By JULIE JOHNSON
THE PRESS DEMOCRAT
Protesters upset with corporate tax breaks marked Monday’s tax filing deadline by staging a demonstration outside the Bank of America branch in downtown Santa Rosa.
The noon rally was part of a nationwide series of protests organized by MoveOn, a liberal advocacy group. A similar demonstration was scheduled Monday evening at the Bank of America branch in Sonoma.
Participants said they wanted to draw attention to corporations that avoid paying taxes at a time when all levels of government are making painful budget cuts.
“I pay, you pay, why doesn’t B of A?” declared a sign waved by Sammy Nasr, 64, a retired printer from Sebastopol.
Nasr and other demonstrators briefly stormed into the bank’s lobby and presented the manager with an invoice for about $3 billion, the amount they say Bank of America should have paid in taxes.
“Things are unbalanced, and they’re not going to change because CEOs decide to change,” said Santa Rosa nurse Gail Simons, 62. She held a blue umbrella with a bumper sticker stating “Take back the wealth.”
Kristina Marguglio, who manages the Bank of America branch, said she wasn’t supposed to comment about the protest.
“It was pretty disruptive,” she said.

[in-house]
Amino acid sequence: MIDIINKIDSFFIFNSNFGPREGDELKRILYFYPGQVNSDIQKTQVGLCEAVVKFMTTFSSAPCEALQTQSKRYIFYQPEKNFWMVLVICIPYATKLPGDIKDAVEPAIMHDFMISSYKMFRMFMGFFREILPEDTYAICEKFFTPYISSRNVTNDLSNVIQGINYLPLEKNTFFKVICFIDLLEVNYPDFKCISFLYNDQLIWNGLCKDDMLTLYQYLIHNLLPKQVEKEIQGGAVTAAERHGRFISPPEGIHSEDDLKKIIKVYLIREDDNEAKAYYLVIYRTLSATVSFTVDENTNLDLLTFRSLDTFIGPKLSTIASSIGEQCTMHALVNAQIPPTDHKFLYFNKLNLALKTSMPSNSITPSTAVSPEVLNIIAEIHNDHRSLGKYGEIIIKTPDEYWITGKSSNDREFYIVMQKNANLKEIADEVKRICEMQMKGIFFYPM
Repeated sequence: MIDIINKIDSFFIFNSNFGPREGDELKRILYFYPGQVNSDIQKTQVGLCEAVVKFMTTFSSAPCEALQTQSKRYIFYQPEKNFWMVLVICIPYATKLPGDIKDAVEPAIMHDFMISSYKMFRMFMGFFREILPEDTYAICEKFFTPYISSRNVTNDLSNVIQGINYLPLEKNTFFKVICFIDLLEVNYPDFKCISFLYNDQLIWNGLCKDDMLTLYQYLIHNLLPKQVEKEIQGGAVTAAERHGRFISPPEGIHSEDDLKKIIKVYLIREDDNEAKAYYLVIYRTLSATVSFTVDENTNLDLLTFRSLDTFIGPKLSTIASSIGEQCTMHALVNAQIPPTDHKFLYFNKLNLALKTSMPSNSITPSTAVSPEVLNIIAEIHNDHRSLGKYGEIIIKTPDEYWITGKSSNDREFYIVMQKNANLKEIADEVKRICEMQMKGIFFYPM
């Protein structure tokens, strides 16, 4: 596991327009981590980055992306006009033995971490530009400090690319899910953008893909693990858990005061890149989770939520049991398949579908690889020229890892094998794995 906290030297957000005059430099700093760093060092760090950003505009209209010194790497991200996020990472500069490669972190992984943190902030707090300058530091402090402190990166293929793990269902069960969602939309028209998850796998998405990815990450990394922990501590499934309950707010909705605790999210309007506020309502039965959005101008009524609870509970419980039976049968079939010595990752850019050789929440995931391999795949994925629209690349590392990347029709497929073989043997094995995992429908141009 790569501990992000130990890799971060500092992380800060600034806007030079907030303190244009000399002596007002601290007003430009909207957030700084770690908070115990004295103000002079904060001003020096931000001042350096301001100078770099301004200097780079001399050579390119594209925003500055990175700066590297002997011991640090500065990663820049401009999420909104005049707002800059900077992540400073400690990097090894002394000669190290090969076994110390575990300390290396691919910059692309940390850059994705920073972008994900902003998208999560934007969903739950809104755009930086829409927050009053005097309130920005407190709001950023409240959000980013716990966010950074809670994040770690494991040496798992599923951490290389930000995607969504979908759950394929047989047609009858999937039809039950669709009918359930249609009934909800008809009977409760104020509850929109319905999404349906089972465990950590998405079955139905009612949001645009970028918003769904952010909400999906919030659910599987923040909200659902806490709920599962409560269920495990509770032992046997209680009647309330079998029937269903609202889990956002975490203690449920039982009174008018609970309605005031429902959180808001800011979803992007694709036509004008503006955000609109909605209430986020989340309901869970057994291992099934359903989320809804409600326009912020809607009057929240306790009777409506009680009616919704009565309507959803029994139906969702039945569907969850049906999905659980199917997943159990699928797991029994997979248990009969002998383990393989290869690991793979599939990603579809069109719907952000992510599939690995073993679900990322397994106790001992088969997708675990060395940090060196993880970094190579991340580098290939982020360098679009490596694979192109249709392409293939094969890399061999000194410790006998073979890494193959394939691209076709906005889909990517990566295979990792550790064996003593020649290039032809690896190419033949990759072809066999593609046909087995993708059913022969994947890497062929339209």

The bank didn’t pay income taxes for the 2010 calendar year because it reported a $4.5 billion loss, bank spokeswoman Colleen Haggerty said. However the bank paid $2 billion in payroll, property, sales, state and local taxes, she said.
“They have the right to their opinions but the facts are that in 2010 Bank of America paid over $2 billion in taxes last year,” Haggerty said.
The “Make Them Pay” demonstrations were promoted on the websites of MoveOn and the Sonoma County Democratic Party and spread through email lists.
The MoveOn website listed more than 300 events across the country Monday targeting General Electric, Google, Wells Fargo, Goldman Sachs and other major corporations. It claims the companies are using loopholes in the tax code to avoid paying their fair share.
“It shows people are aware,” said Myrna Spiegler, 68, a retired Sonoma County employee who participated in the Santa Rosa demonstration.
Spiegler said she filed for a tax extension but expects to owe money when she files later in the spring. She is upset with the concentration of wealth in America.
“I’m willing to pay (taxes) but I think it’s really unfair that 1 percent controls all the wealth,” Spiegler said.